US chip giant Intel said Monday it will build a 2.5-billion-dollar plant in China, a potential landmark moment in the Asian giant's quest to become a high-tech manufacturing power.
The integrated wafer plant, called Fab 68, will be the first of its kind for Intel in Asia, bringing sophisticated technology to a nation more famous for its status as the world's low-end factory floor.
"We would likely look to put in production the most advanced technology that is available under our licensing policy from the US government at the time," Intel President and CEO Paul Otellini told a briefing in Beijing.
Initially the plant, in northeast China's Dalian city, will focus on less advanced chipsets for computers although Intel did not rule out gradually incorporating more advanced technology.
"The opportunity to do other products is really wide open so we will watch that as the market and various government regulations evolve," said Otellini.
"Our objective is to have this be the most cost-effective wafer plant in our network and ... to be able to try out new technology and new techniques of manufacturing to lower our costs."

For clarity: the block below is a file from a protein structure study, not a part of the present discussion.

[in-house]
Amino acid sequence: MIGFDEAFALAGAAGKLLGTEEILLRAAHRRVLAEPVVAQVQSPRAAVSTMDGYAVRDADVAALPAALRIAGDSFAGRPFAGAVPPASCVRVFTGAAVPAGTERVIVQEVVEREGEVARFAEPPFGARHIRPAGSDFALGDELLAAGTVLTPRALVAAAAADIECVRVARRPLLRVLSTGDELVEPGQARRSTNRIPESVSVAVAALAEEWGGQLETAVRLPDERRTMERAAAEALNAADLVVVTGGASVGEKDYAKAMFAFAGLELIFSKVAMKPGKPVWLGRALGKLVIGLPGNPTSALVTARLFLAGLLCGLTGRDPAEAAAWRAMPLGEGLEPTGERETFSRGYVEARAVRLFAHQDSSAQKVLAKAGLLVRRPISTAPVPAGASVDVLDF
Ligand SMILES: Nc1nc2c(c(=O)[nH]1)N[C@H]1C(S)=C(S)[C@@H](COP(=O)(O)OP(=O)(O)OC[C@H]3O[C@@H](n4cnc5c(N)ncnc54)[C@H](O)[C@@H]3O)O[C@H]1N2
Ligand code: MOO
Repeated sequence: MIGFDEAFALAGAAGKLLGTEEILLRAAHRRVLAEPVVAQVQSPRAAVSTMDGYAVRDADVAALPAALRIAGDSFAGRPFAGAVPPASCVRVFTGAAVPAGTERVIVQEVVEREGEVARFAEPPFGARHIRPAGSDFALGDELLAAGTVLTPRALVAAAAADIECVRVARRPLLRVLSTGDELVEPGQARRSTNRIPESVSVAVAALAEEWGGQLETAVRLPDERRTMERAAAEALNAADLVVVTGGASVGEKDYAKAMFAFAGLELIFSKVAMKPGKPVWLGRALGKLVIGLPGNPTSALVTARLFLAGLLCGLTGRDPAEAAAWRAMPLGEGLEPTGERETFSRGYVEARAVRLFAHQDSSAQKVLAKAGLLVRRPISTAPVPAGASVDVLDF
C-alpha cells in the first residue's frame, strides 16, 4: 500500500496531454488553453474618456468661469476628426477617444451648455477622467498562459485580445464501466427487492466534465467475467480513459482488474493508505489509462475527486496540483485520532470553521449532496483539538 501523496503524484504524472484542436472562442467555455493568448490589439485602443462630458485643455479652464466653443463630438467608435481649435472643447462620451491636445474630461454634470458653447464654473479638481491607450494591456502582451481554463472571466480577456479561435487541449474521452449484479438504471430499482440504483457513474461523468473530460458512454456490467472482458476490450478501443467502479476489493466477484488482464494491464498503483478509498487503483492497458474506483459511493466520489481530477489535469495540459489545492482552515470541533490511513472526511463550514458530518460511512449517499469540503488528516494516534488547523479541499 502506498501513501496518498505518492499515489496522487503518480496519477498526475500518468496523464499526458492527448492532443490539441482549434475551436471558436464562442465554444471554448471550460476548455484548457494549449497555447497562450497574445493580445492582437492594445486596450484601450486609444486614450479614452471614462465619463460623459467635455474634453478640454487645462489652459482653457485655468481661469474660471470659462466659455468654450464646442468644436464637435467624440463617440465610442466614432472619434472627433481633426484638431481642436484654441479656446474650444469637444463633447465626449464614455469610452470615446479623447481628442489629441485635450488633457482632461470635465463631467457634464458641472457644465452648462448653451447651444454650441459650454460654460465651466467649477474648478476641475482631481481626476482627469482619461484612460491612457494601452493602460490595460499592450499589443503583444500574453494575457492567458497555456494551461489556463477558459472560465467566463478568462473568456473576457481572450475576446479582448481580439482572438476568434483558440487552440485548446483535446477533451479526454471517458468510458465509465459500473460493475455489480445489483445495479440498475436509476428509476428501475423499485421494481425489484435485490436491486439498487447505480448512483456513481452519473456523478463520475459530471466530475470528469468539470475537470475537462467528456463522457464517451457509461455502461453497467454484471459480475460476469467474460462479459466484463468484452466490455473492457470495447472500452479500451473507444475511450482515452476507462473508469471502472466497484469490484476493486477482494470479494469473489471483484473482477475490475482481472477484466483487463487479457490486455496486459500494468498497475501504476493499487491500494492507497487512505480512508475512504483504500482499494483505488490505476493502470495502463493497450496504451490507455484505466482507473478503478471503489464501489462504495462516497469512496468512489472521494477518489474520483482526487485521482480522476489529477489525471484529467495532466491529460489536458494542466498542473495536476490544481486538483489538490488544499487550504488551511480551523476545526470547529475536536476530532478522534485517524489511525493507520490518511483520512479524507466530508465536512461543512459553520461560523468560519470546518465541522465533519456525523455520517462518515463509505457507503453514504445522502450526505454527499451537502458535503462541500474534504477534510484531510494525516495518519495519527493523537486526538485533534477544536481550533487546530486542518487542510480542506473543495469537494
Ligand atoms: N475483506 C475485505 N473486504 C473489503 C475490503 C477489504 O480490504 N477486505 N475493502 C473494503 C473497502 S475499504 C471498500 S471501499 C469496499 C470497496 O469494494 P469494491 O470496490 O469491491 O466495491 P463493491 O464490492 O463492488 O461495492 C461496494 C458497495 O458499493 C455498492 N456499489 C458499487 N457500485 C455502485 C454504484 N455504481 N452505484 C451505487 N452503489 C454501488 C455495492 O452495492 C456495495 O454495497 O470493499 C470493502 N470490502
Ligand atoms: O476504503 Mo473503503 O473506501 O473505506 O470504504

Construction of Fab 68, which will produce 300-millimetre (12-inch) integrated wafers, is scheduled to begin later this year with production to begin in the first half of 2010, the company said.
It is the first time since 1992, when Intel built its Fab 10 in Ireland, that the company has built a fab from the ground up at a brand new site.
When completed, Fab 68 will be part of an Intel network which by 2010 will include eight top of the line 300-millimetre factories, with other fabs located in the United States, Ireland and Israel.
The Chinese government welcomed the location of the plant in the economically-struggling northeast of the country.
"The investment in Dalian will have a positive impact to the regional economic development and the development of integrated circuits industry in the old industrial base of northeast China," said Zhang Xiaoqiang, vice chairman of the National Development and Reform Commission.